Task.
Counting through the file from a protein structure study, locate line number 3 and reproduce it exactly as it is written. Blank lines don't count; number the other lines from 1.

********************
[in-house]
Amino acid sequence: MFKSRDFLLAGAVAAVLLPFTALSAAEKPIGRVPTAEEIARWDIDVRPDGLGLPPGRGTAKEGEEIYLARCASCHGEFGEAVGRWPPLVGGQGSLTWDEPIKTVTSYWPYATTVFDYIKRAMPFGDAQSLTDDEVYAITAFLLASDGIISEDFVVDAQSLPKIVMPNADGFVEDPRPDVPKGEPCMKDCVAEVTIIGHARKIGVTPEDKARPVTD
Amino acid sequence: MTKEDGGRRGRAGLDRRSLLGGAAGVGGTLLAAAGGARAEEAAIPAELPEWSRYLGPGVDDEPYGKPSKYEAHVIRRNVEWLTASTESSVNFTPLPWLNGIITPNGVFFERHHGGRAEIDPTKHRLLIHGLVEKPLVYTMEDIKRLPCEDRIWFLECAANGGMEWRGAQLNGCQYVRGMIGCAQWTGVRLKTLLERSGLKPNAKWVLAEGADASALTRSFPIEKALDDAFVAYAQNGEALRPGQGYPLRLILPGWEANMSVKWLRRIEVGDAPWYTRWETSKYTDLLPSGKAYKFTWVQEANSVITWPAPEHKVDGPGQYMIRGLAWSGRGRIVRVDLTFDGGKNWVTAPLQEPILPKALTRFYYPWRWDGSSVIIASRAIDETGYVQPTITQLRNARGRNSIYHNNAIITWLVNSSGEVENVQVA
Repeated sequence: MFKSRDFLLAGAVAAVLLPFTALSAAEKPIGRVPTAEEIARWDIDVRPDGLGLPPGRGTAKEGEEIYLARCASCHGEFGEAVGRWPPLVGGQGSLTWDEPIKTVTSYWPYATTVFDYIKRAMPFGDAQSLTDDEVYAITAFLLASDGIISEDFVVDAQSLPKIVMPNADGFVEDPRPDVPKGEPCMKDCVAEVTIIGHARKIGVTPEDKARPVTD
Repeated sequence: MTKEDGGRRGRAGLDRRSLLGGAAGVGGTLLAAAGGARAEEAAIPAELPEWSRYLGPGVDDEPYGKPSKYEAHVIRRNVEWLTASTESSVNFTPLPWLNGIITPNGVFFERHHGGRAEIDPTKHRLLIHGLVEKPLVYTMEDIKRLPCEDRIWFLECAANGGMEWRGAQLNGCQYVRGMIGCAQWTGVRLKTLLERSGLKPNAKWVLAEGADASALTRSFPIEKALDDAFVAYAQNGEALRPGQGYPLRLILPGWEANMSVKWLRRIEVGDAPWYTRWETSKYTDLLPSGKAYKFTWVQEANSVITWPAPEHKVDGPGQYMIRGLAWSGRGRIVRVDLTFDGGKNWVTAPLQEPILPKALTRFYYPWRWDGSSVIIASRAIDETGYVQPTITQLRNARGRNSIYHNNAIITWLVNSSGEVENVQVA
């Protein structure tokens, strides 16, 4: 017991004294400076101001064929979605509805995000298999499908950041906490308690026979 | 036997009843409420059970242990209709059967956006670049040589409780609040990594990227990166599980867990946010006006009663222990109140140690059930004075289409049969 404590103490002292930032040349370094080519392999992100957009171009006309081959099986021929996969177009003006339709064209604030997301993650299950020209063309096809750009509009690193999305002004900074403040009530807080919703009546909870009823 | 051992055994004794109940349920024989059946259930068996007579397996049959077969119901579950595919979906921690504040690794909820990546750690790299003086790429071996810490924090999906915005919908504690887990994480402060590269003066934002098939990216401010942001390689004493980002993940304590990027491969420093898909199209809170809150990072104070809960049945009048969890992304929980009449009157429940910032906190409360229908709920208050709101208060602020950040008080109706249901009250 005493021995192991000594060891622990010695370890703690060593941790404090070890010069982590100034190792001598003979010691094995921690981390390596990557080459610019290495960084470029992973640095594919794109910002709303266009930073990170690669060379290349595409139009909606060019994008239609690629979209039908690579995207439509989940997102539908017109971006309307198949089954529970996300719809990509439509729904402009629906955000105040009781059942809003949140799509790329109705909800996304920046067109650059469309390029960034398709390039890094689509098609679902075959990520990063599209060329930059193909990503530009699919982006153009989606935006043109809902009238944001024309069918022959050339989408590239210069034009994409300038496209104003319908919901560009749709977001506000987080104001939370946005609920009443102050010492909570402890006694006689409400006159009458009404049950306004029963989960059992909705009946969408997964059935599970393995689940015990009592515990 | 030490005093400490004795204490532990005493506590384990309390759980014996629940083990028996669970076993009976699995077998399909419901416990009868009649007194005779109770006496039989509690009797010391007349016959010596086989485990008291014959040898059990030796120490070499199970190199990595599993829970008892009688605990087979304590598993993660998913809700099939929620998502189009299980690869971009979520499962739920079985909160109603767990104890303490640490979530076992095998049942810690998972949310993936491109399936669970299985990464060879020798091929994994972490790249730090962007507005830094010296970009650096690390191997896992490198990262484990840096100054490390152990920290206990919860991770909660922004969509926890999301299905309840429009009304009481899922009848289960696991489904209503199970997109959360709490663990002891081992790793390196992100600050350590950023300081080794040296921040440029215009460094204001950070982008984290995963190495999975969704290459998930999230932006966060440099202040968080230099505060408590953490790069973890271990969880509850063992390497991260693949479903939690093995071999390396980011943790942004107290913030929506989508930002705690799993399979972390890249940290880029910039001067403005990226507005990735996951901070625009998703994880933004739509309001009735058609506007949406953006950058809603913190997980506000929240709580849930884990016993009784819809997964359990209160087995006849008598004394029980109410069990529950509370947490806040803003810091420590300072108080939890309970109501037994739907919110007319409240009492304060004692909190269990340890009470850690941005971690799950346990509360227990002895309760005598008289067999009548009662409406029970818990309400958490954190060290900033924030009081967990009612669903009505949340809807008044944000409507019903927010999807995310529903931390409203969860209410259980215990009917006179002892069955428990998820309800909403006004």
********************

Amino acid sequence: MTKEDGGRRGRAGLDRRSLLGGAAGVGGTLLAAAGGARAEEAAIPAELPEWSRYLGPGVDDEPYGKPSKYEAHVIRRNVEWLTASTESSVNFTPLPWLNGIITPNGVFFERHHGGRAEIDPTKHRLLIHGLVEKPLVYTMEDIKRLPCEDRIWFLECAANGGMEWRGAQLNGCQYVRGMIGCAQWTGVRLKTLLERSGLKPNAKWVLAEGADASALTRSFPIEKALDDAFVAYAQNGEALRPGQGYPLRLILPGWEANMSVKWLRRIEVGDAPWYTRWETSKYTDLLPSGKAYKFTWVQEANSVITWPAPEHKVDGPGQYMIRGLAWSGRGRIVRVDLTFDGGKNWVTAPLQEPILPKALTRFYYPWRWDGSSVIIASRAIDETGYVQPTITQLRNARGRNSIYHNNAIITWLVNSSGEVENVQVA